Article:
For over a century, stainless steel has proven itself, time and time again to be a food-safe material. After all, it doesn’t corrode, rust, or provide livable conditions for harmful pathogens. In terms of hygiene and durability, stainless steel’s 20th century discovery is still making waves within the food and drink industries.

And if you look forward to today, you can find stainless steel being used in a wide range of commercial food applications, long before and after the kitchen.

Today, it’s basically a given that much of our food is processed, sanitized, and packaged before it ever reaches a supermarket or kitchen. And that whole process needs to occur under hygienic conditions.

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Today, more than 30 percent of all stainless steel produced goes on to be used within the food and beverage industries. These uses include:

  • Agricultural applications
    • Electrical and mechanical equipment, fences, gates, watering, storage tanks.
  • Food processing
    • Hot water lines, bulk storage, transportation, preparation.
  • Food preparation
    • Cutlery, surfaces, pots and pans, sinks.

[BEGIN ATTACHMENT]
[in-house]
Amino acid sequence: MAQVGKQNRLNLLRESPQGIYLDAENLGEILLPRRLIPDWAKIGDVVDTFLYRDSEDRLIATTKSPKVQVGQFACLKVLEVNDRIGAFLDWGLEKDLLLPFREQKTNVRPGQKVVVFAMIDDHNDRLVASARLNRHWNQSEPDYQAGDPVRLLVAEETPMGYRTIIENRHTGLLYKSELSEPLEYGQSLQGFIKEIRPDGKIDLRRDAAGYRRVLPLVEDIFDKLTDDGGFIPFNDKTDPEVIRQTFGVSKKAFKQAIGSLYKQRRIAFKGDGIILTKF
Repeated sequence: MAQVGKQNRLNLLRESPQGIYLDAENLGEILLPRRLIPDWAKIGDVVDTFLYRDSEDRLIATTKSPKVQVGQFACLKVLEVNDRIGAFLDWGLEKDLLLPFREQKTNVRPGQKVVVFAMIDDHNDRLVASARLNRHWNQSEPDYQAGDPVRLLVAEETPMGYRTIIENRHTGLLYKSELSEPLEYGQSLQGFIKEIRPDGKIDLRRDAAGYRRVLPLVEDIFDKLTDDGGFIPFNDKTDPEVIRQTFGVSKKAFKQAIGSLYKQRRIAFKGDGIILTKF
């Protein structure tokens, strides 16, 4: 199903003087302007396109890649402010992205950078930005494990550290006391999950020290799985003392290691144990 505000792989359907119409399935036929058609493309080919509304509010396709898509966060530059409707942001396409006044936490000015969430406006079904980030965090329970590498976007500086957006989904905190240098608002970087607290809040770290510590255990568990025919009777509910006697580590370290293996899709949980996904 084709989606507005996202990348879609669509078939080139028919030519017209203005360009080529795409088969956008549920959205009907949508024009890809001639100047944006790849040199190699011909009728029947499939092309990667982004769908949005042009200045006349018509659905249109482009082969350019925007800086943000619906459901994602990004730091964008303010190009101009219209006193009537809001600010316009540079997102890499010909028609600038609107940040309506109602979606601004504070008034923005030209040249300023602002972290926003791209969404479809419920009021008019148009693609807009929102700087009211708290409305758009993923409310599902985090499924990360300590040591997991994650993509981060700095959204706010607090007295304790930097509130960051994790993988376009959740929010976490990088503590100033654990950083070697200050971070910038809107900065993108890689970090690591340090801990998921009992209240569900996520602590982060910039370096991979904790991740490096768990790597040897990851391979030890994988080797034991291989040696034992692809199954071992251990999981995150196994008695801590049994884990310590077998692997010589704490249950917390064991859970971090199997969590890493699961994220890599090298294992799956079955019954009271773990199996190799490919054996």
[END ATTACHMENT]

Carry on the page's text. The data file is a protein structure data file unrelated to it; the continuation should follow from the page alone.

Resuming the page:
• Presentation
    • Display racks, cake stands, hot dog rollers.
  • Self service machines
    • Dispensers, vending machines, ticket machines.

Basically, at every stage of what it takes to bring foods and beverages to the population at large, you’ll find reliance on stainless steel.

What Makes Stainless Steel Food Grade?

Food grade stainless steel is ideal for sanitary food handling applications, but not every stainless steel qualifies as food grade. Grades are assigned to various steels based on how they measure up against various tests and requirements. For stainless, the qualities we’re looking at are quality, durability, and temperature resistance. Stainless steels that make the grade (see what I did there?) are safe for food preparation, storage, and dining.

Of all the stainless steel varieties, 304 is what you’ll most commonly see used throughout the food and beverage industry. 304 stainless steel is not prone to oxidization or corrosion. The corrosion resistance is attributed to its high nickel content, while rust is prevented by its chromium content. It’s easy to find 304 stainless steel everywhere from commercial kitchens to food processing plants.

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